I'm a little confused about the idea of spin. It's been non-technically described to me as "like magnetic dipole moment", except only two possible "directions". But I feel like that's a bad analogy, because direction is relative and 3 dimensional.
I understand that under the Ising model, spin has +1 or -1 values, and in the case of a pi meson, 0 (is that because of an alignment of quark-antiquark spins?)
So, then, spin of a particle would be the sum of spin of its quarks, which explains half-spin?
And in light of a recent observation of photons behaving as both a wave and a particle in a single experiment, could one say that spin direction is the direction of the valley and the peak of a wave, and the angular momentum is simply the two dimensional gradient of the wave itself? In other words, is the angular momentum of spin measured as the "up" and "down" "motion" of the compression of energy fields where the spin direction is the alignment of the "up" and "down" peaks/valleys, relative to whatever dimension on which the wave propagates?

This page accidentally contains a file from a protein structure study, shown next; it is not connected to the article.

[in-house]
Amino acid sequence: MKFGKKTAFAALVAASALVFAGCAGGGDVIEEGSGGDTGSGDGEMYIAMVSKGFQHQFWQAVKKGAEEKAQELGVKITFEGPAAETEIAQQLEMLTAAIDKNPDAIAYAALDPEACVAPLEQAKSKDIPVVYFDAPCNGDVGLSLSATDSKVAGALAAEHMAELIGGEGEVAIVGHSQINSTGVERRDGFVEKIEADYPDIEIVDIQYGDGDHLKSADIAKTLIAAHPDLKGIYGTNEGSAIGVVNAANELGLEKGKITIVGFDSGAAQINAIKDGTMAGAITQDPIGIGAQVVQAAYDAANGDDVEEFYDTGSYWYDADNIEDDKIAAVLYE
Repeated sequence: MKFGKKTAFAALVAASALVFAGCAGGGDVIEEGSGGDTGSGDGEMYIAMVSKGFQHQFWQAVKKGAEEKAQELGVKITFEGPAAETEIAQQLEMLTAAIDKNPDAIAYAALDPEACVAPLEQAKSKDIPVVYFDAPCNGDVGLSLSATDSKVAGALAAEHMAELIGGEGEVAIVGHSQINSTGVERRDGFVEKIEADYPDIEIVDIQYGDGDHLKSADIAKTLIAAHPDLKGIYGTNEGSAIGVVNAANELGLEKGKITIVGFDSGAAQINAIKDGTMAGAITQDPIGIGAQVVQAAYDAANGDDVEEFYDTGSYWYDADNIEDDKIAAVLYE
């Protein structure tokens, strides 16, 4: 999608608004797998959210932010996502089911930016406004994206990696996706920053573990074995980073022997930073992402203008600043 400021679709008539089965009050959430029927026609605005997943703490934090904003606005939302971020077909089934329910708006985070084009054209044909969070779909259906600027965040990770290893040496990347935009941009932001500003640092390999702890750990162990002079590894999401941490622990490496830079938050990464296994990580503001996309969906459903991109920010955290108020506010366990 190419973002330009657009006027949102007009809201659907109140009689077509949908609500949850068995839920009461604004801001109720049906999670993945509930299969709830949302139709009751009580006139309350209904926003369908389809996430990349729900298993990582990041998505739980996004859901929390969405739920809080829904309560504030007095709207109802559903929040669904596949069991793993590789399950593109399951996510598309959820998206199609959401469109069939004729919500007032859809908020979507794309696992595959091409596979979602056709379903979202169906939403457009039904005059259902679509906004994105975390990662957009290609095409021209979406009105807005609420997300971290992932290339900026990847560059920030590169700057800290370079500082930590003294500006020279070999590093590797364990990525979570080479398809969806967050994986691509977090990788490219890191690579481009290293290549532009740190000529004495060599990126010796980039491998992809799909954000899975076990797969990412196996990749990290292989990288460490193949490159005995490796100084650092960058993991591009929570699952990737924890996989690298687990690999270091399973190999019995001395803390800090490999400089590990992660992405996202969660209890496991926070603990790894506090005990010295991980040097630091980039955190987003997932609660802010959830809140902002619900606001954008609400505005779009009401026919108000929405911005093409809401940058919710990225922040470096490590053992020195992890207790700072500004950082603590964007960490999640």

I guess what I'm getting at is I'm trying to understand whether particles are just wave interference patterns (actual, not probability) of compressed and decompressed energy across the extra dimensions which we do not call home.